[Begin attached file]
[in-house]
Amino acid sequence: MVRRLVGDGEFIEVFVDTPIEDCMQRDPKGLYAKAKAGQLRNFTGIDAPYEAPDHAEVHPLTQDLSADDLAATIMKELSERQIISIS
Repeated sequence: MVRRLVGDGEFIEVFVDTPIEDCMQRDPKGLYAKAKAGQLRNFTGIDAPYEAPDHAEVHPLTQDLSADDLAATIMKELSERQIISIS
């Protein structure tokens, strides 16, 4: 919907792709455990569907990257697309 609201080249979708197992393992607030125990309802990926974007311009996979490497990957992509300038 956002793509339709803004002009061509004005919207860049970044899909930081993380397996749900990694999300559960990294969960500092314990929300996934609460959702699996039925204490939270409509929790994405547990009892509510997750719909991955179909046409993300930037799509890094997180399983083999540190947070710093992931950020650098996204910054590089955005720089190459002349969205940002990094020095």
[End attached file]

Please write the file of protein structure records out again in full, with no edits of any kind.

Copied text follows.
[in-house]
Amino acid sequence: MVRRLVGDGEFIEVFVDTPIEDCMQRDPKGLYAKAKAGQLRNFTGIDAPYEAPDHAEVHPLTQDLSADDLAATIMKELSERQIISIS
Repeated sequence: MVRRLVGDGEFIEVFVDTPIEDCMQRDPKGLYAKAKAGQLRNFTGIDAPYEAPDHAEVHPLTQDLSADDLAATIMKELSERQIISIS
């Protein structure tokens, strides 16, 4: 919907792709455990569907990257697309 609201080249979708197992393992607030125990309802990926974007311009996979490497990957992509300038 956002793509339709803004002009061509004005919207860049970044899909930081993380397996749900990694999300559960990294969960500092314990929300996934609460959702699996039925204490939270409509929790994405547990009892509510997750719909991955179909046409993300930037799509890094997180399983083999540190947070710093992931950020650098996204910054590089955005720089190459002349969205940002990094020095």